It’s noteworthy that, 8 months after the WT policy became mandatory in October 2006, over 90% of WT-funded papers were already being published in policy-compliant journals (even though only 27% of these papers could actually be accessed via the designated online repositories, PMC and UK PMC). More recent data aren’t yet available, but can be expected to show an increase in the proportion of WT-funded papers available via the designated repositories.

Among Universities, Harvard in the USA is at the early stages of an experiment that has attracted much attention. For some examples of comments about the policy (adopted by the Faculty of Arts and Science on February 12, 2008), see: Much ado about the Harvard OA policy. In early May of 2008, the Law School at Harvard adopted a similar policy. See: Harvard Law School joins Harvard FAS in mandating OA, Peter Suber, Open Access News, May 7, 2008.

This policy is currently being implemented. The office that will be responsible for implementing the policy is being set up. See: Stuart M. Shieber to lead new OSC, Harvard University Gazette, May 22, 2008. If the policy can be successfully implemented, it seems likely to be extremely influential.

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Much ado about the Harvard OA policy

The lyrics of one of Tom Lehrer’s most memorable songs come to mind: Fight Fiercely, Harvard!

Fight fiercely, Harvard, fight, fight, fight
Demonstrate to them our skill
Albeit they possess the might
Nonetheless we have the will …

During the two weeks since the vote on February 12 by the Faculty of Arts and Sciences at Harvard to adopt an open access policy, there has been much comment and debate. Some examples:

Harvard Faculty Adopts Open-Access Requirement, The Chronicle of Higher Education News Blog, February 12, 2008. Excerpt:

The new policy will allow faculty members to request a waiver, but otherwise they must provide an electronic form of each article to the provost’s office, which will place it in an online repository.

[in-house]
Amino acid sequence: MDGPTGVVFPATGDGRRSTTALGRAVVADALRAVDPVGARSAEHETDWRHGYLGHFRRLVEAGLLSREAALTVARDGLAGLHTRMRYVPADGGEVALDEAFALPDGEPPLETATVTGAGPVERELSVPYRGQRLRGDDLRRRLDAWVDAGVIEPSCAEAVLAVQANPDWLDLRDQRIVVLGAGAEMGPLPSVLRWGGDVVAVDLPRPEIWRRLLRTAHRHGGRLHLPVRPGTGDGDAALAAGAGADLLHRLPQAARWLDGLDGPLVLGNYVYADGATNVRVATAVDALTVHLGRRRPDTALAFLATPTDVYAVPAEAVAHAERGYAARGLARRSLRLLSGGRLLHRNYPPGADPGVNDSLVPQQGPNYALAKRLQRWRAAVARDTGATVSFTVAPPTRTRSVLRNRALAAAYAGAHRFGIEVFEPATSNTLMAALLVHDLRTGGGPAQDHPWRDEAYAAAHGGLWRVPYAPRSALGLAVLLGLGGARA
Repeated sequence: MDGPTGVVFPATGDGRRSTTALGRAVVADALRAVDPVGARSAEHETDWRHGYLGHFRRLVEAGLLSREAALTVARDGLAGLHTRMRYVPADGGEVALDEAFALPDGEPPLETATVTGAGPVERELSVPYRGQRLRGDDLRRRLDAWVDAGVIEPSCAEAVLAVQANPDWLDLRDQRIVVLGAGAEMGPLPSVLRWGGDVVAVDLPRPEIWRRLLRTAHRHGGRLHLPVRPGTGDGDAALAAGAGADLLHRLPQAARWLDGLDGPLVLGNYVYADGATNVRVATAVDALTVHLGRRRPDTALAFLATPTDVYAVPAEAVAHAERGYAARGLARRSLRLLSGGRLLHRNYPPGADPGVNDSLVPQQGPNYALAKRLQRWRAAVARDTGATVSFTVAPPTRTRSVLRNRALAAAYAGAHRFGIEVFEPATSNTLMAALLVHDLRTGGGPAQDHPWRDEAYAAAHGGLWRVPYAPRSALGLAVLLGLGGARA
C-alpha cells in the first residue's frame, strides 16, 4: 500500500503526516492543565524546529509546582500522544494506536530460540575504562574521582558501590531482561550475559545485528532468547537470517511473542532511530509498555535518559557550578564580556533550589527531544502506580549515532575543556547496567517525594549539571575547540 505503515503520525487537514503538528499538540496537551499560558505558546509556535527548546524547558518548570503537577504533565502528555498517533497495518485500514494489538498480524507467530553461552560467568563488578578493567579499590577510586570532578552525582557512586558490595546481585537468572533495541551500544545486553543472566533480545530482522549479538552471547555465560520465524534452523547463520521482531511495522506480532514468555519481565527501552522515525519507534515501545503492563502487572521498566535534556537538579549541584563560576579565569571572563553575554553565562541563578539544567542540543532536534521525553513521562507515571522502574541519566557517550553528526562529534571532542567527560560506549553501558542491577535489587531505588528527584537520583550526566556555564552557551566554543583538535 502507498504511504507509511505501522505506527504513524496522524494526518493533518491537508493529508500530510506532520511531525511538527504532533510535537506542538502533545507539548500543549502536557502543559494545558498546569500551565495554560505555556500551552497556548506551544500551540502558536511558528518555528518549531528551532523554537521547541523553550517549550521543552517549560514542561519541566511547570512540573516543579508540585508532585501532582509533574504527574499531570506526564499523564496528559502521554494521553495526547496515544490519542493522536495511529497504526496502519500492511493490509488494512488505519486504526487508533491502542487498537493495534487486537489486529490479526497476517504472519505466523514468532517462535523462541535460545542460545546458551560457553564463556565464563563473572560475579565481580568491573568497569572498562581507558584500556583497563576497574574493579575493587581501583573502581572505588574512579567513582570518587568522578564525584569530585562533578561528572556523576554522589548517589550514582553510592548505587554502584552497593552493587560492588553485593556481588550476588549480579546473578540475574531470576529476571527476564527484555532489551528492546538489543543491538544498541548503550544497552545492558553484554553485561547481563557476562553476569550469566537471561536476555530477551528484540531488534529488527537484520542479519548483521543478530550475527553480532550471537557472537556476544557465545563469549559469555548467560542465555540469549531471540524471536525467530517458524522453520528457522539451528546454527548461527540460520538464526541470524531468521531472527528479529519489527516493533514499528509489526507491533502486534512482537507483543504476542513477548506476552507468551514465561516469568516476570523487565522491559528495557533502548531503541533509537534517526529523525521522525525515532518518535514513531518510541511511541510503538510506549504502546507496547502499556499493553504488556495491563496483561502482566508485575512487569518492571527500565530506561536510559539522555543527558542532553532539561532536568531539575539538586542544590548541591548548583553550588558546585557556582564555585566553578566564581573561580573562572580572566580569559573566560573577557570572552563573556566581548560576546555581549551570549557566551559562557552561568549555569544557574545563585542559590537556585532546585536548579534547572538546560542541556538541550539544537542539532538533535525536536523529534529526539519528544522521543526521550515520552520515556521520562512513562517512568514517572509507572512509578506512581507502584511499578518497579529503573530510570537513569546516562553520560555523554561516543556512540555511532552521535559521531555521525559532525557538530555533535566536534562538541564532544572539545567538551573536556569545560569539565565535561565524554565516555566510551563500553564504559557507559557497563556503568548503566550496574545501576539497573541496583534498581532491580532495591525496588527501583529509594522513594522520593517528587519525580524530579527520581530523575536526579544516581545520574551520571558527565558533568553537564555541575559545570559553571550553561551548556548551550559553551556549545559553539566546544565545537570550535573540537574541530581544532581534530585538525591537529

Harvard faculty votes on Internet-based open “publishing”. Hilary Spencer, Nature Network forum, February 13, 2008. Excerpt:

Universities have long been interested in retaining some of the fruits of their researchers’ work, whether it has been via institutional repositories, databases, or eprint servers. In addition to making the results of research openly available, and thus benefiting the community as a whole, this proposal seems in part to be an attempt by Harvard to also retain copyright and distribution/licensing rights for their researchers’ work.

Harvard first to force open access, Andrea Gawrylewski, The blog, February 13, 2008. Excerpt, quoting Joseph Esposito:

The implications of Harvard’s decision are broad, but one thing that is likely to happen as a direct result of the decision is that companies with Open Access services may get acquired by traditional publishers …

Harvard open-access policy – can you please be more specific? Noah Gray, Action Potential, February 14, 2008. Excerpt:

That brings us to the main point. Harvard is extremely vague about exactly what this proposal covers. A smart move, if you ask me, because now they can stress any position or interpretation that they want, based on the response they receive.

Blog-style annotation and in-depth criticism: New niche for academic journals, in wake of Harvard open-access move? David Rothman, TeleRead: Bring the E-Books Home, February 17, 2008. Excerpt:

Will this kill off academic journals? Not all of them.

The smarter ones could adapt with better-than-ever peer review procedures and maybe even use a blog approach. They could link to the best research and also comment on the worst, while offering far, far more depth than a blog would.

Open access publishing: Harvard ups the ante, Elizabeth Pisani, The Wisdom of Whores, February 18, 2008. Excerpt:

The proposal, reproduced below, is a bit hazy on the timing of public posting. Does a piece of research only become a “scholarly article” once it has appeared in a journal?

Harvard adopts opt-out open-access policy, Nature 2008(20 Feb); 451: 879. (Subscription required). Excerpt:

Stuart Shieber, the computer scientist at Harvard who proposed the scheme, says that any request for an exemption will be granted. The university has not yet worked out how to define what constitutes a ‘final’ draft of a scholarly paper, nor come up with a time limit for submission.

Many comments have been compiled by Peter Suber and Gavin Baker in posts to Open Access News, and they provide a very useful guide through much of the labyrinth. In the list provided below, I’ve included a few excerpts that I thought were especially noteworthy.

Variations on the theme of the Harvard OA policy, February 22, 2008. About a post by Stevan Harnad, The Hybrid Copyright Retention and Deposit Mandate, Open Access Archivangelism, February 22, 2008.

More comments on the Harvard OA policy, February 22, 2008. One of the five comments is from John Mark Ockerbloom in Everybody’s Libraries. An excerpt: